Opening speaker Berenike Ullmann is Vice-President, Consumer and Market Knowledge, for Procter and Gamble IMEA (India, Middle East and Africa). She is a champion of consumers and expert in research and African life. She has spent more than 30 years doing consumer understanding work in China, Asia, the Middle East, Africa, Central and Eastern Europe. Berenike will be sharing her thoughts about the transformation of consumers and markets and hence of research needs, using examples from Africa, China, the Philippines and other emerging markets, for inspiration.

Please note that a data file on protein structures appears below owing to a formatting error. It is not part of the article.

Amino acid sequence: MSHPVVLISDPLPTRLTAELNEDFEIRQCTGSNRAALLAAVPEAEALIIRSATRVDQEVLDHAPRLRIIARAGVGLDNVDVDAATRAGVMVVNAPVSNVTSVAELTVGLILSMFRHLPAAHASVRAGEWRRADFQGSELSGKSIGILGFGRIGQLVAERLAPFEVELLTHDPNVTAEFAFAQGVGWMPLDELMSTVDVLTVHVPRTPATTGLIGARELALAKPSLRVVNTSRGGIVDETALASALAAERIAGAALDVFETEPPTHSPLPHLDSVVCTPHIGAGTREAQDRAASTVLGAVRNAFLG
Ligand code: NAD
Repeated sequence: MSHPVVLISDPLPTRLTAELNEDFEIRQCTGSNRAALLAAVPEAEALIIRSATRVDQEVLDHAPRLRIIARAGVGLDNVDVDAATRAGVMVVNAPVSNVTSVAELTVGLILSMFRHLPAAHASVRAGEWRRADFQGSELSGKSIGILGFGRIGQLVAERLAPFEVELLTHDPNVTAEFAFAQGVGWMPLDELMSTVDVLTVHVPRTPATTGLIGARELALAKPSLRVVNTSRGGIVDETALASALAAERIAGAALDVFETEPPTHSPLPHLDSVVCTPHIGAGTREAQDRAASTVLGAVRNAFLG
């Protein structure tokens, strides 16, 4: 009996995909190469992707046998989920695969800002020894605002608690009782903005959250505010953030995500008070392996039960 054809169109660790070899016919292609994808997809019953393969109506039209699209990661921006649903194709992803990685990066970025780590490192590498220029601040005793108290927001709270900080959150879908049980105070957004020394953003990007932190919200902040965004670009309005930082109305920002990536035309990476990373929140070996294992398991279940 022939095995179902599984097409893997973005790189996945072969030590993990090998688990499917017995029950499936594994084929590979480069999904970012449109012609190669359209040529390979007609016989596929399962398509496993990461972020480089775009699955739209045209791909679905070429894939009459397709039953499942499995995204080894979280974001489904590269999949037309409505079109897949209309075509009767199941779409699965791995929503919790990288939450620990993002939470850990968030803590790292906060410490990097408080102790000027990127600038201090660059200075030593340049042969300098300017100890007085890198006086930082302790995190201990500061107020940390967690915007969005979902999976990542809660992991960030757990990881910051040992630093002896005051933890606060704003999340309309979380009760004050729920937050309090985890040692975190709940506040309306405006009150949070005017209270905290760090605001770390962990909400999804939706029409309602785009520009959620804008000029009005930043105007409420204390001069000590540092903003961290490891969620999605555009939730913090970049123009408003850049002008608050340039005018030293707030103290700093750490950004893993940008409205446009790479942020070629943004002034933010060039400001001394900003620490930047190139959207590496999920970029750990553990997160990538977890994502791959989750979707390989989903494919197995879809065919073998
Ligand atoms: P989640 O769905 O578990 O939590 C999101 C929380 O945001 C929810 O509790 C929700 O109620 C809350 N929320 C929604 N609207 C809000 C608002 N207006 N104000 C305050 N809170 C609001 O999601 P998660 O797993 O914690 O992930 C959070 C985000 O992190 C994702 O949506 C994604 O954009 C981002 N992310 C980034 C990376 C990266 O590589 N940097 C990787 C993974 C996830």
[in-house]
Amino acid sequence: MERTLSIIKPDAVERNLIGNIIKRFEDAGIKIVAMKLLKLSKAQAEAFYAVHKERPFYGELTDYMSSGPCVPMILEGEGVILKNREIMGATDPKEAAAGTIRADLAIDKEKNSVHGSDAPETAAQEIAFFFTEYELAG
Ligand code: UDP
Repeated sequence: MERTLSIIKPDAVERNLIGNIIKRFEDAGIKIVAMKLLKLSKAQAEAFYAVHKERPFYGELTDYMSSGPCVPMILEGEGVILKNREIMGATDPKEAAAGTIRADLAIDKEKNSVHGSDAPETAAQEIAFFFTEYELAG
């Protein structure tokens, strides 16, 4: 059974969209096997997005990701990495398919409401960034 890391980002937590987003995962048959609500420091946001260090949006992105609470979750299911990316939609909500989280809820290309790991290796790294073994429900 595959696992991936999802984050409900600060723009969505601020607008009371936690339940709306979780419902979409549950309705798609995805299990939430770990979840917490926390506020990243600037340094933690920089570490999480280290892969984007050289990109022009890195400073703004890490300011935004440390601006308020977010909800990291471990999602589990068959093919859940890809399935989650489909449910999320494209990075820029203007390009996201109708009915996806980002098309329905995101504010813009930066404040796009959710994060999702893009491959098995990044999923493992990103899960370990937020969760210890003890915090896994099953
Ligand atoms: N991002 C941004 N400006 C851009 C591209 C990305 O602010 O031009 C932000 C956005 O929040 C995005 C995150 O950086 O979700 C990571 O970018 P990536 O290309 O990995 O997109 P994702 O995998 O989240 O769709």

Swaady Martin is the founder and CEO of the SWAADY GROUP, a woman-owned social enterprise; transforming African agricultural commodities locally to contribute to the reversal of the African commodity trap. The group’s pioneer brands, YSWARA and AKRAFO, are perceived amongst Africa’s leading luxury and premium brands and are present at recognised luxury retailers in 15 countries in Africa, USA, Europe, Middle-East and Asia. Swaady has received recognition and numerous distinctions and awards from big names such as Forbes, Oprah Winfrey and Aljazeera. She is also the author/creator of the “Luxe Ubuntu” concept, an inclusive luxury business model providing economic value and meaningful income to all the members of the supply chain, who participate in the production of luxury products.